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Lathe motor size and drive upgrade options?

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DerryUK02/03/2012 12:19:34
120 forum posts

I am currently stripping a Conect Cadet cnc lathe for cleaning and refurbishment. Looking at the spindle motor I have been thinking about what might be a suitable replacement. The current motor is a GEC DC 370W driven by a Eurotherm 506 supply. The motor drives the spindle via a 3:1 speed reduction toothed belt direct drive, no gearbox.

One problem I have discovered with this setup is that the motor is full of swarf. Conect have fitted a blanking plate over the motor main ventilation holes and subsequent owners have seemingly fitted bits of insulation tape over the rest!

The first question. Is this setup (no motor ventilation) safe? Is the motor likely to burst into flames?

I have been reading a bit on the web looking for a possible replacement. The current setup only allows for manual speed control and I would like software controlled (probably via EMC2). The obvious solution is to go for a 3-phase motor with an inverter. Are there any other options? I couldn’t seem to find any DC motor solutions.

With my current setup I would loosely seem to have a 1000rpm 1.5HP drive so was thinking in terms of a 1.1kW 2800rpm 1:1 drive motor as a replacement. But on reading http://www.lathes.co.uk/page27.html thoughts on the matter especially regarding having some form of drive ‘slippage’ as a safety feature (when the tool is driven into the chuck in error) perhaps I would be better with a with a non-toothed 1:1 belt with a no more than 370W motor?

Derry.

David Littlewood02/03/2012 12:31:06
531 forum posts

Derry,

Since the lathe you are working on is almost certainly unfamiliar to most of us - and I couldn't even find it on lathes.co.uk - then some details of its size and rigidity would help to suggest a suitable drive. In the absence of this all I can say is that I fitted a 1 hp 3-phase motor and VFD to my Super 7 a few years ago in place of a 0.5 hp single phase job, and t he improvement was dramatic.

David

Bazyle02/03/2012 12:41:31
1329 forum posts
42 photos

At that size for DC motors look around the robots and robot wars type stuff. Also wheelchairs. There is a place something like 4QD that does DC drive speed controls as used on electric locos. And the electric loco motors from Compass or Maxitrack might fit your bill.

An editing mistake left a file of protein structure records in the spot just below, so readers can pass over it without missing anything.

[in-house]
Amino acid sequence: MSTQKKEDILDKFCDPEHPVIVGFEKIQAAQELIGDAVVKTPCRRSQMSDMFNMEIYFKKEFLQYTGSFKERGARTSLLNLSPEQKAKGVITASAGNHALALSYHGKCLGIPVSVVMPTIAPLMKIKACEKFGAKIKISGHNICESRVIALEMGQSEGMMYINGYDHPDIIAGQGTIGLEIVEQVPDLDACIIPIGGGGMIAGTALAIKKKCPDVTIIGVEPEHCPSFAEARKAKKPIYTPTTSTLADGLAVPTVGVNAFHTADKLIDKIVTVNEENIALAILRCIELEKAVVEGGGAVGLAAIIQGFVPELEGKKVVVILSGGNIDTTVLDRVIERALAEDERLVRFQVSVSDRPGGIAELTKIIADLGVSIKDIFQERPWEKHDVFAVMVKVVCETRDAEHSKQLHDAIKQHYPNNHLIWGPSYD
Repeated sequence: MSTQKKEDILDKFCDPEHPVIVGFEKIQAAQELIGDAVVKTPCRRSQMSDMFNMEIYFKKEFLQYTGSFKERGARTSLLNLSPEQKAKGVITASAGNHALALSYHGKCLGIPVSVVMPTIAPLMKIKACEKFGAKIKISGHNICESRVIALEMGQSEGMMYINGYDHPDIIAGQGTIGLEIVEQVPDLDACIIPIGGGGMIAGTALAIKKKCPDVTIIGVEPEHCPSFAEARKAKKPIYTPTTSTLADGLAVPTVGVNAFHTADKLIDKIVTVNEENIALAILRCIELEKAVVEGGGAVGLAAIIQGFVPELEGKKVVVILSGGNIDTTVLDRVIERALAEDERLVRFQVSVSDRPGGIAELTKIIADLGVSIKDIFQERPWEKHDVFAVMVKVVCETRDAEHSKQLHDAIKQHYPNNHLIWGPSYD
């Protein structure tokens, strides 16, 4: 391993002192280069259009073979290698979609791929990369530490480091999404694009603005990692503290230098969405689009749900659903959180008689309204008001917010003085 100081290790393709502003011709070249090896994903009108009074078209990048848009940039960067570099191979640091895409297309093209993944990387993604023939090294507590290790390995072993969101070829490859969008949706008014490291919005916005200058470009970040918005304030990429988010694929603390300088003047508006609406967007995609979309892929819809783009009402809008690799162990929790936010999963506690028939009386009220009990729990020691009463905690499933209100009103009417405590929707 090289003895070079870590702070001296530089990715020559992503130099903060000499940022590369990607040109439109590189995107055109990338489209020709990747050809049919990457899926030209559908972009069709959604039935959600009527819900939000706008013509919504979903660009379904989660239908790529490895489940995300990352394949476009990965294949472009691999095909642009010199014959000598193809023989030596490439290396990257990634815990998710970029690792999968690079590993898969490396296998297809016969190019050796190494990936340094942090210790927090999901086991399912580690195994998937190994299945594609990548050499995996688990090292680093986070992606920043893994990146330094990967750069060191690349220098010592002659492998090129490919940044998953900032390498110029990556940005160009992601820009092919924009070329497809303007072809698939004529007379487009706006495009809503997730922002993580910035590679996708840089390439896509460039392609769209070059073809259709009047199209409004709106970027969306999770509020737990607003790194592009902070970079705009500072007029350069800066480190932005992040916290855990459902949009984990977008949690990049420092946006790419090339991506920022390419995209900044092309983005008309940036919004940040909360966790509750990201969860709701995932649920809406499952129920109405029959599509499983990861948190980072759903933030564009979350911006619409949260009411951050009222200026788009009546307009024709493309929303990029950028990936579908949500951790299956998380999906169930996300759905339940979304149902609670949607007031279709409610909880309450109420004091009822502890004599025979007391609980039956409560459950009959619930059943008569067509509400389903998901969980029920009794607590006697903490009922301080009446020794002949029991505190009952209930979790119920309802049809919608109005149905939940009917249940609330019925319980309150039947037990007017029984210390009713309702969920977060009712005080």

DerryUK02/03/2012 17:32:22
120 forum posts

Thanks for the input, the 4QD site looks interetsing. Here are some images

http://i692.photobucket.com/albums/vv286/Derryuk/Conect%20Cadet%20CNC%20lathe/ConectCadet002-1.jpg

http://i692.photobucket.com/albums/vv286/Derryuk/Conect%20Cadet%20CNC%20lathe/ConectCadet003.jpg

http://i692.photobucket.com/albums/vv286/Derryuk/Conect%20Cadet%20CNC%20lathe/ConectCadet005.jpg

The current motor is 130mm x 210mm.

DerryUK02/03/2012 21:18:27
120 forum posts

http://i692.photobucket.com/albums/vv286/Derryuk/Conect%20Cadet%20CNC%20lathe/ConectCadet002-1.jpg

http://i692.photobucket.com/albums/vv286/Derryuk/Conect%20Cadet%20CNC%20lathe/ConectCadet003.jpg

http://i692.photobucket.com/albums/vv286/Derryuk/Conect%20Cadet%20CNC%20lathe/ConectCadet005.jpg

I don't post here very often...

John Haine03/03/2012 09:55:59
423 forum posts
10 photos

Derry, looking at those photos I suspect that your lathe is based on the Hobbymat platform - it appears to have the cylindrical bed with a flat on the top. Also the locking screw on the tailstock barrel and the view into the headstock casing are suggestive. A 370 watt / .5 hp motor would surely be fine for this? The 1.1 kw you mention is drastic overkill!

If the Eurotherm controller is still OK I would stick with a DC motor. As there are 4 leads emerging from the present motor it is probably a wound-field type, but a modern PM motor would be perfectly fine. For example my Denford Novamill has a 375 W 5000 rpm PM motorwhich runs very quietly and has very smooth speed control. Modern controllers such as the Eurotherm have "IR compensation" which means that they give good speed control and high torque at low speeds. I found a data sheet for the type mentioned on the web which suggests that it does have an input for controlling externally from the CNC controller, even though that may not be connected at the moment. You would probably need a motor rated 375 watt with a running voltage of 180V max - this is what the Novamill motor has.

A few years ago I bought a DC servo motor and KB Electronics controller from Mr. Graham at Model Motors Direct - the controller now runs my Novamill but I have the motor which I have no plans for. It is rated 2A 110V - i.e. 220W or about 1/3 HP - as it is compatible with the KB controller it will run off the Eurotherm (though the latter would need a little adjustment, and you wouldn't need to use the field supply). PM or email me if you're interested - john.haine@ieee.org.